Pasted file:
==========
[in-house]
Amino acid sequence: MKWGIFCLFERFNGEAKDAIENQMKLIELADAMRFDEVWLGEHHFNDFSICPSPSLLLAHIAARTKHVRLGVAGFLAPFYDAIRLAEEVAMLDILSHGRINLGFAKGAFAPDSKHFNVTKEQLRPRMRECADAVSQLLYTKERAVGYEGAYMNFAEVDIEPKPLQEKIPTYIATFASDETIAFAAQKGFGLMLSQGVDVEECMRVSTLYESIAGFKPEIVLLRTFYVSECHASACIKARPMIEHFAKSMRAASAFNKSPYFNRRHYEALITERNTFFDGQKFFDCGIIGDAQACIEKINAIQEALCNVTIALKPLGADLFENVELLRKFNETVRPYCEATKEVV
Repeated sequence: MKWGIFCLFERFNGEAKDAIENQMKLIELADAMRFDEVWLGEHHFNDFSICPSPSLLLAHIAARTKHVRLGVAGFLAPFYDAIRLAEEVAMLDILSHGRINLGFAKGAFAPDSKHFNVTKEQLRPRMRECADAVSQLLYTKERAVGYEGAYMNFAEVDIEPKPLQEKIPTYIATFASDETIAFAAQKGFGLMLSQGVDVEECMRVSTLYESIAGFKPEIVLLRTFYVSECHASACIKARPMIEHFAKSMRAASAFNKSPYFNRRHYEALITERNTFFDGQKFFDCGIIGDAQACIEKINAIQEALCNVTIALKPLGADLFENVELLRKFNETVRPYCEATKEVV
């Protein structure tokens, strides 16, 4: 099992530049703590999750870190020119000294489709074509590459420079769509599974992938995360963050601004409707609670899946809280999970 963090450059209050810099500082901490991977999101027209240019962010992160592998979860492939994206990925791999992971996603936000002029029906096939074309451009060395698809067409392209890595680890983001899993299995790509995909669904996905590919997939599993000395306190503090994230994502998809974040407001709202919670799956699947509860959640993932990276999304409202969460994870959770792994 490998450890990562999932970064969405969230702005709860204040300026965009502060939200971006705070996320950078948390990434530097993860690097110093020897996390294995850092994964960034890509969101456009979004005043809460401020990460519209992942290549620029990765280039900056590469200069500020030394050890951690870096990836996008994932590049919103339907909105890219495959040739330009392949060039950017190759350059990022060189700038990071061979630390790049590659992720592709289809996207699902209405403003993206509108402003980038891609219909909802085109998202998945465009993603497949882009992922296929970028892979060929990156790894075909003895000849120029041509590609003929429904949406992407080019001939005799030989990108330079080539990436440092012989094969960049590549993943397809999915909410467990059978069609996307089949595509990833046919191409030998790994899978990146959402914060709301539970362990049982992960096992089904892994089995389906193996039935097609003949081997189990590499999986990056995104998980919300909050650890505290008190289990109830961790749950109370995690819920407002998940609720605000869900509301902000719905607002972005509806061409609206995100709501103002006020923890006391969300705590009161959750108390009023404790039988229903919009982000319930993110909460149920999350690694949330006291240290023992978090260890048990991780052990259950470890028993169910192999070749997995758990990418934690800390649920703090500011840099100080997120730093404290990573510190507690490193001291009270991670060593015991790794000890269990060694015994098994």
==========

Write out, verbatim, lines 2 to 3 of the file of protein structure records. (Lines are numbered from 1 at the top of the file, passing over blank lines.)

Amino acid sequence: MKWGIFCLFERFNGEAKDAIENQMKLIELADAMRFDEVWLGEHHFNDFSICPSPSLLLAHIAARTKHVRLGVAGFLAPFYDAIRLAEEVAMLDILSHGRINLGFAKGAFAPDSKHFNVTKEQLRPRMRECADAVSQLLYTKERAVGYEGAYMNFAEVDIEPKPLQEKIPTYIATFASDETIAFAAQKGFGLMLSQGVDVEECMRVSTLYESIAGFKPEIVLLRTFYVSECHASACIKARPMIEHFAKSMRAASAFNKSPYFNRRHYEALITERNTFFDGQKFFDCGIIGDAQACIEKINAIQEALCNVTIALKPLGADLFENVELLRKFNETVRPYCEATKEVV
Repeated sequence: MKWGIFCLFERFNGEAKDAIENQMKLIELADAMRFDEVWLGEHHFNDFSICPSPSLLLAHIAARTKHVRLGVAGFLAPFYDAIRLAEEVAMLDILSHGRINLGFAKGAFAPDSKHFNVTKEQLRPRMRECADAVSQLLYTKERAVGYEGAYMNFAEVDIEPKPLQEKIPTYIATFASDETIAFAAQKGFGLMLSQGVDVEECMRVSTLYESIAGFKPEIVLLRTFYVSECHASACIKARPMIEHFAKSMRAASAFNKSPYFNRRHYEALITERNTFFDGQKFFDCGIIGDAQACIEKINAIQEALCNVTIALKPLGADLFENVELLRKFNETVRPYCEATKEVV